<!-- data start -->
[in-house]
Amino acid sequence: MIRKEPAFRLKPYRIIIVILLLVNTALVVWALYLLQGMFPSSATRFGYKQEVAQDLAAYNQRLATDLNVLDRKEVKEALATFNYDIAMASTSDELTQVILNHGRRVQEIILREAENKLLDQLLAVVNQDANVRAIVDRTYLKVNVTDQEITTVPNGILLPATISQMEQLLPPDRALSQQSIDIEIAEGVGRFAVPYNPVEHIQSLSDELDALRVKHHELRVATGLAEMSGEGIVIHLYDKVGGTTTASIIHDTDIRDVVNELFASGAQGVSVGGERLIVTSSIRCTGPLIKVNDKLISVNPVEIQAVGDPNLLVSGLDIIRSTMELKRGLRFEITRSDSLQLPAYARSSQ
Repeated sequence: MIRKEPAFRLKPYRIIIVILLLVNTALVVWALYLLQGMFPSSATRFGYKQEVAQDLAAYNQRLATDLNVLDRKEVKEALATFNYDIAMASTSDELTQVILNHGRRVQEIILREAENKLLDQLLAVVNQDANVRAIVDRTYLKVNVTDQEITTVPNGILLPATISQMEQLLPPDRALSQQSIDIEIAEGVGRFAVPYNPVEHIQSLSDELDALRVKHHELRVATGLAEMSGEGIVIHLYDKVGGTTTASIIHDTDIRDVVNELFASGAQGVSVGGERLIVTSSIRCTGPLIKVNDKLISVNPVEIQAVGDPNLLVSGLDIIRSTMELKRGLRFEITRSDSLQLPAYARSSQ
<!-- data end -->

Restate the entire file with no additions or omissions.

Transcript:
[in-house]
Amino acid sequence: MIRKEPAFRLKPYRIIIVILLLVNTALVVWALYLLQGMFPSSATRFGYKQEVAQDLAAYNQRLATDLNVLDRKEVKEALATFNYDIAMASTSDELTQVILNHGRRVQEIILREAENKLLDQLLAVVNQDANVRAIVDRTYLKVNVTDQEITTVPNGILLPATISQMEQLLPPDRALSQQSIDIEIAEGVGRFAVPYNPVEHIQSLSDELDALRVKHHELRVATGLAEMSGEGIVIHLYDKVGGTTTASIIHDTDIRDVVNELFASGAQGVSVGGERLIVTSSIRCTGPLIKVNDKLISVNPVEIQAVGDPNLLVSGLDIIRSTMELKRGLRFEITRSDSLQLPAYARSSQ
Repeated sequence: MIRKEPAFRLKPYRIIIVILLLVNTALVVWALYLLQGMFPSSATRFGYKQEVAQDLAAYNQRLATDLNVLDRKEVKEALATFNYDIAMASTSDELTQVILNHGRRVQEIILREAENKLLDQLLAVVNQDANVRAIVDRTYLKVNVTDQEITTVPNGILLPATISQMEQLLPPDRALSQQSIDIEIAEGVGRFAVPYNPVEHIQSLSDELDALRVKHHELRVATGLAEMSGEGIVIHLYDKVGGTTTASIIHDTDIRDVVNELFASGAQGVSVGGERLIVTSSIRCTGPLIKVNDKLISVNPVEIQAVGDPNLLVSGLDIIRSTMELKRGLRFEITRSDSLQLPAYARSSQ